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Poets and the Canadian Jewish community: three portraits Dayan, Shoshana

Abstract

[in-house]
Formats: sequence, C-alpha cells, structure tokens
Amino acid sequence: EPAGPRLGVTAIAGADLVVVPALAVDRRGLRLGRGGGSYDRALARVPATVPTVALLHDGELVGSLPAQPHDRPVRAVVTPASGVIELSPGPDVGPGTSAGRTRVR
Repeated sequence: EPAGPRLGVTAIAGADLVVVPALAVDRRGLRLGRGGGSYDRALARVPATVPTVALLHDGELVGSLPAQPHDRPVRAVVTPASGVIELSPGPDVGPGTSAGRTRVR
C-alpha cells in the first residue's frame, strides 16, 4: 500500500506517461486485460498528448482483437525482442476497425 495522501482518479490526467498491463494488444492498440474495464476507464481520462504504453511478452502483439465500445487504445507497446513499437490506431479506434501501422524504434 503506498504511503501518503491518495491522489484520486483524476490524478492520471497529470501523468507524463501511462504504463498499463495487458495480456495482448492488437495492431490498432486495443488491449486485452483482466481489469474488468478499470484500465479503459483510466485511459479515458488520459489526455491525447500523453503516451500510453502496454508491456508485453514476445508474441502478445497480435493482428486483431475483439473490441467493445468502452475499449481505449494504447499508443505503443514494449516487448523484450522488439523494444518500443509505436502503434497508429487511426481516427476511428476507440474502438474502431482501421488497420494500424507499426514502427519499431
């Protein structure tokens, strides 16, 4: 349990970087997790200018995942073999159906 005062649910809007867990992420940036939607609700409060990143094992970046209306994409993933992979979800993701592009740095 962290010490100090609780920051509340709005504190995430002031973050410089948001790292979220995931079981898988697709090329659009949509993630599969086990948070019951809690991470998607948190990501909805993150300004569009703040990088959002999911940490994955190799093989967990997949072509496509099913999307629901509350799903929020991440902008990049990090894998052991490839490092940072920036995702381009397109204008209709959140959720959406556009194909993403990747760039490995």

The central idea of this study is an examination of the transformation of the image of the poet in different generations. My thesis problem is that the poet is dynamic, reflecting both the self-image and reception of society at different times. I collected data from many different sources- the primary sources were memoirs, poetry, short stories, novels and original documents from the Canadian Jewish Congress Archives and by speaking with historians about A.M. Klein, Irving Layton and Leonard Cohen. The secondary sources used were scholarly books about the poets articles from the Canadian Jewish press and documentaries. I used literary analysis for the poetry and I took a social-historical approach in the examination of the poets' relationship to the community and biography. The social historical approach and the literary approach were both used in this study to analyze the succession of Canadian Jewish poets. As an original contribution to the field, this study categorizes the three poets in a succession: Klein is the Jewish poet, Layton is the Canadian Jewish poet and Cohen is the spiritual guru, all reflecting the changing situation for Canadian Jews. I examine the first generation poet in this succession of gifted Canadian Jewish poets, A.M. Klein, the second generation, Irving Layton and the third generation poet, Leonard Cohen. Specifically, I argue that the roles and the reception to these poets have changed in the Jewish press as a result of changing times. As the years progress and the situation for worldwide Jewry becomes more stable with greater tolerance in a multicultural society, the poet moves away from the identification as a Jewish poet. In Klein's generation he is labeled as a Jewish poet. Layton fights the label of a Jewish poet and through controversy and celebrity he is recognized as a Canadian Jewish poet. Leonard Cohen re-defines the category of a Canadian Jewish poet in favor of a spiritual guru. This study provides an overview of the times and the issues that each poet faced in their generation. The first part of each chapter is devoted to a brief biography and an exploration of the way the Jewish community responded to the poets in terms of roles that they wanted them to undertake and the own reception to the poets in the local Jewish press. It is interesting that each poet served a different function in different generations as a response to the needs of the community. The second section of each chapter is an examination of the poets' self-image as depicted in their writing. All of the poets viewed themselves in the same manner, as spokesmen, controversial figures and as modern poets similar to ancient biblical figures. This section includes the ways the poets viewed their relationship with the community and their relationship to Judaism as a way of shaping their self-perception.

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